How weird was Shakey’s? This is not part 2 of “food roundup,” but I wanted to get something out of the way: how weird was Shakey’s in its prime? How weird can you stand it, brother?
Shakey’s in its 1970s tudor-beamed and beer-soaked splendor provoked a marvelous and completely unprompted set of psycho-responsive feedback loops:
1) It’s Dark! We already mentioned that, but it bears repeating. So dark your eyes had to adjust to the lack of light dark. So dark that after you fetched your pitcher from the bar and your pizza from the counter and sat down at the shiny bench in front of one of the long, smooth, wooden tables, you more or less detected the presence of fellow diners by sonar, or in this case, nearby telltale sounds of furtive stuffing of faceholes with Mojo potatoes and chicken wings.
2) Quiet. Too Quiet. When they weren’t cramming their faces with exotic delights from the all-you-can-eat “bunch-a-lunch” buffet tables, people tended to speak in hushed tones at Shakey’s, although the plink-a-dink player piano never stopped playing, and the vaudevillian sounds of comedic uproar continually ushered forth from this nickolodeon machine or that game with a crank that cost a nickel where you tried to rescue a cow from a burning building with a crane. Even with the frequent addition of live entertainment, the guileless sounds of banjos and sousaphones only served to remind wary eaters that there is no escape from the pyrrhic victory of a plate full of 20 uneaten chicken wings set next to a plate entirely full of gnawed bones.
Sounds would rattle and dislocate inside the huge old barn-like structures, with the calm of a quiet corner suddenly overwhelmed by the sea-chanty singing ministrations issuing froth from the group of off-duty bunco officers currently occupying themselves with drinking in the “private room,” a side space off All-You-Can-Eat Alley containing a pool table, a Hamm’s Beer sign perpetually on the fritz, and a half dozen knocked-over metal-and-vinyl dining chairs, topped off with a healthy dollop of alienation and bitter resentment.
To your left are bathrooms. Enjoy the trip!
Not everyone in Quebec has forgotten the Expos. Some people can’t get rid of them, apparently.
In what could serve as an almost perfect metaphor for the long, sad and twisted tale of the beautiful Canadian city losing its long-suffering baseball franchise, a relic — a nearly life-size avatar of the team’s old mascot, Youppi!, clutching a slightly smaller version of itself — from those long-ago days has been located in Quebec City, just a three-hour drive from downtown Montreal and Le Stade Olympique.
“It belongs to my father, not to me…he left the house 5+ years ago and since then it’s been sitting in a corner,” says the proud owner, who stays anonymous here for his own damn good.
“My allergies almost start just from looking at it.”
Youppi (Yippee! or Hooray! in French), it should be noted, has since found new employment as the official mascot of the NHL’s Montreal Canadiens, which doesn’t help explain exactly what the fuck he’s supposed to be. He even has his own website where you can watch him pretend he’s trapped inside an invisible box, among other mime-like behaviors, because the Québécois are clearly insane.
Matt Taibbi waited patiently until everybody got super mancrushy for Landon Donovan, and then he pushed the button. Couldn’t take it no more. So splat, right there in the middle of “Men’s Journal” — which is some kind of collective ancestral memory about getting laid inside homebrew mud-huts, I believe — there is a big grunty Matt piece about how much he hates the World Cup and soccer is dumb and involves people wearing capes and falling down and stuff. Grrrrrr! Matt really hates soccer, because it’s gay! And it’s gay because he hates it! See?!?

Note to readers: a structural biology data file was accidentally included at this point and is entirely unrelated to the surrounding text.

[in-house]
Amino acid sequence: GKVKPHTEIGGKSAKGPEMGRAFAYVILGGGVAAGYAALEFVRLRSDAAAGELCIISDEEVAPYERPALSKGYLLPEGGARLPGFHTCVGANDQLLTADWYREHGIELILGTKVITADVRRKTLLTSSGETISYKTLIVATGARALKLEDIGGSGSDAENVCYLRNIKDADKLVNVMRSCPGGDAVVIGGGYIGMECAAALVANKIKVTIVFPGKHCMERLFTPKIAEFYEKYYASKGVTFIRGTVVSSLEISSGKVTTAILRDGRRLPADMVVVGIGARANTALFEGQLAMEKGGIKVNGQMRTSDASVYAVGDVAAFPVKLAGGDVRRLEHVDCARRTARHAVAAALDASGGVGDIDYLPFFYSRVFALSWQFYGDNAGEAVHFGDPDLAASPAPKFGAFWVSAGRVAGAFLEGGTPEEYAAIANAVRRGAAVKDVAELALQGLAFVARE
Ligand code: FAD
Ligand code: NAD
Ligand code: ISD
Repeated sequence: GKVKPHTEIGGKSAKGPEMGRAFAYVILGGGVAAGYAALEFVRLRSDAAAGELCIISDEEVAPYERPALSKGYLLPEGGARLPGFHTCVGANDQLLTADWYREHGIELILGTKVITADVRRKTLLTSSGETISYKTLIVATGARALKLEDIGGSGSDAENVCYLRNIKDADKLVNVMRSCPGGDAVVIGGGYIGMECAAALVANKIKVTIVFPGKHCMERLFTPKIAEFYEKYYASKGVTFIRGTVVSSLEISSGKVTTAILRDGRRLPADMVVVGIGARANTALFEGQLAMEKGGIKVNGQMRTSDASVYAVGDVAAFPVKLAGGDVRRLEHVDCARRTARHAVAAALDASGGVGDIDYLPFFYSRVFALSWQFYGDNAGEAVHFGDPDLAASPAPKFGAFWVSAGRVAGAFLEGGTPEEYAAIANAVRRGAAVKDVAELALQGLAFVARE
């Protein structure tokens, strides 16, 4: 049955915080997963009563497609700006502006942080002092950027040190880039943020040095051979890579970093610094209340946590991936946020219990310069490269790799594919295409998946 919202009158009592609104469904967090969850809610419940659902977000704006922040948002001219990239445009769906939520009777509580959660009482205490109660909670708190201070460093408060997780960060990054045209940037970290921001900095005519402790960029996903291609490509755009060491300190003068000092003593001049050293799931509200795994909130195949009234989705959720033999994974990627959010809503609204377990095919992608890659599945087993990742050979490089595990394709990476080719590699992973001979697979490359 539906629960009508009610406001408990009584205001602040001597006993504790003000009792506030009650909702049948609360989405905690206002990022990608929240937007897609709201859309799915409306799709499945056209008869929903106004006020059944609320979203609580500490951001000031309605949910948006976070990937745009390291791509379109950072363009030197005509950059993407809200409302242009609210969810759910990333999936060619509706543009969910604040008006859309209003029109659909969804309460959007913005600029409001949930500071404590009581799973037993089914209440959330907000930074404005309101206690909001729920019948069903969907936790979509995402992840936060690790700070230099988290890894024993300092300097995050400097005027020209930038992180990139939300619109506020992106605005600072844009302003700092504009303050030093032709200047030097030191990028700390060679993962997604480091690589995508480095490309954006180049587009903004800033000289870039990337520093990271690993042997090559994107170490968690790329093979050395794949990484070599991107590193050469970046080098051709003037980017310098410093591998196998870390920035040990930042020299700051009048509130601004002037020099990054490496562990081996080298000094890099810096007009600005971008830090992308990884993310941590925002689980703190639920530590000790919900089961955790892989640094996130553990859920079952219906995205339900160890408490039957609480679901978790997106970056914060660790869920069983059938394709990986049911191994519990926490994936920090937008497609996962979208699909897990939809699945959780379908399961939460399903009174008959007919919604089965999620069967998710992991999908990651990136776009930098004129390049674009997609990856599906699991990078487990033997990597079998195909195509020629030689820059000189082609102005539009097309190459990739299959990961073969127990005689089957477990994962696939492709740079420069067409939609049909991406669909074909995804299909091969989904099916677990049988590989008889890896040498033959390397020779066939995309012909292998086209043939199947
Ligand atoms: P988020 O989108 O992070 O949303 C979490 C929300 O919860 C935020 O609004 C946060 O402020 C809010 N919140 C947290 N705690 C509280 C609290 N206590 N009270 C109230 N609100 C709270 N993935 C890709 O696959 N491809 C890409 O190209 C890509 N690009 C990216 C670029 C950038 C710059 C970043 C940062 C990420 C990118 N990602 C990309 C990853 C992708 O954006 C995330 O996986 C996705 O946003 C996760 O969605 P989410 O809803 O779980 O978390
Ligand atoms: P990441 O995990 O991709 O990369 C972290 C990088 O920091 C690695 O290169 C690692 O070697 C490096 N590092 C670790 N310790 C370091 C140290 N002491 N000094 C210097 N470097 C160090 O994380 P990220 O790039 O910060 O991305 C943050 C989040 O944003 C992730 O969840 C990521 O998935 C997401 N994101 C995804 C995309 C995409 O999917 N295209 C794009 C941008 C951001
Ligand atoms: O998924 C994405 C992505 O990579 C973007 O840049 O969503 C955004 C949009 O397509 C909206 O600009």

The piece is not utterly worthless, solely because Matt Taibbi can write like Jesus. But he’s so deeply wrong in this piece (there are no injuries in soccer? Really now. I’ll be sure to let these guys know) that after I’d got to the end of it I actually started questioning everything else I could remember that he’s written. Was he really right about credit default swaps in his epic throwdown with Byron York, for instance? I forwarded that sucker to everybody I knew, for fuck’s sake. How about this more recent thing on derivatives in an increasingly impressive Rolling Stone return to real journalism? Because I really want Matt to be right. And on the subject of soccer, he’s an idiot, just another shock jock in search of cheap laffs from the Joe the Plumber section of the behavioral short bus.
So that’s kind of disappointing. Matt has a godawful tendency to channel not Hunter S. Thompson, but a frat boy on vacation in Daytona Beach dressed up exactly like Hunter S. Thompson, but he’s also the first real contender we’ve had in that vacancy for a pretty good long while. And that job was up for grabs well before the Good Doctor permanently created the opening himself.
But when the talk turns to something he doesn’t understand, the drool cup comes out. This article isn’t just bent, it’s completely dismembered at approximately the neck area. It’s the journalistic equivalent of my dog ate it. Matt forgot to write an article today, signed Taibbi’s Mother.
In the entire thing, and it’s a completely depressing chore to get through, there is only one passage that rings utterly true, and it is this bit about awful World Cup mascots, of which there are thousands, and Taibbi is not exaggerating here when he says:
“[I]t can be argued that the all-time nadir of mascot history was reached at the 1974 Cup in Germany, when the mascot was two pubescent German boys in midriff-baring shirts with their arms around each other.”
Because look up at the top of this article. Look at that shit. Look.
So you get one point, Matt. Don’t spend it all in one place.